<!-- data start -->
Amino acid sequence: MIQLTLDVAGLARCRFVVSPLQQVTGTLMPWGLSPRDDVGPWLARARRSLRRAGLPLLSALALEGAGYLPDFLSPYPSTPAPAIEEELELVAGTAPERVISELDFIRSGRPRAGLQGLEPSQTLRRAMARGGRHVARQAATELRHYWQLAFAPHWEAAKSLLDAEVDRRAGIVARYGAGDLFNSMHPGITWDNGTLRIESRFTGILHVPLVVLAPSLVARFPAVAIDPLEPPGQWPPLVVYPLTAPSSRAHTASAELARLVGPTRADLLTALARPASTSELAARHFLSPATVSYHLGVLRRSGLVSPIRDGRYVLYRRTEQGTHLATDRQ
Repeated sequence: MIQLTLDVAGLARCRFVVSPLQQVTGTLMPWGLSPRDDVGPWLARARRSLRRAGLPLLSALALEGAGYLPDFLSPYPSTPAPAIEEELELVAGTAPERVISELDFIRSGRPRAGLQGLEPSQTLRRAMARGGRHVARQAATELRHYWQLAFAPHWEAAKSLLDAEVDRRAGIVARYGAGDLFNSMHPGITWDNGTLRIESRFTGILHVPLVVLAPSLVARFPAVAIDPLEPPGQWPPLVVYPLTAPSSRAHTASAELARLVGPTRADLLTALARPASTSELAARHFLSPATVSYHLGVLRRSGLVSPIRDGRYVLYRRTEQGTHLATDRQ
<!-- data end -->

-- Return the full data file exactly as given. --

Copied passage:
Amino acid sequence: MIQLTLDVAGLARCRFVVSPLQQVTGTLMPWGLSPRDDVGPWLARARRSLRRAGLPLLSALALEGAGYLPDFLSPYPSTPAPAIEEELELVAGTAPERVISELDFIRSGRPRAGLQGLEPSQTLRRAMARGGRHVARQAATELRHYWQLAFAPHWEAAKSLLDAEVDRRAGIVARYGAGDLFNSMHPGITWDNGTLRIESRFTGILHVPLVVLAPSLVARFPAVAIDPLEPPGQWPPLVVYPLTAPSSRAHTASAELARLVGPTRADLLTALARPASTSELAARHFLSPATVSYHLGVLRRSGLVSPIRDGRYVLYRRTEQGTHLATDRQ
Repeated sequence: MIQLTLDVAGLARCRFVVSPLQQVTGTLMPWGLSPRDDVGPWLARARRSLRRAGLPLLSALALEGAGYLPDFLSPYPSTPAPAIEEELELVAGTAPERVISELDFIRSGRPRAGLQGLEPSQTLRRAMARGGRHVARQAATELRHYWQLAFAPHWEAAKSLLDAEVDRRAGIVARYGAGDLFNSMHPGITWDNGTLRIESRFTGILHVPLVVLAPSLVARFPAVAIDPLEPPGQWPPLVVYPLTAPSSRAHTASAELARLVGPTRADLLTALARPASTSELAARHFLSPATVSYHLGVLRRSGLVSPIRDGRYVLYRRTEQGTHLATDRQ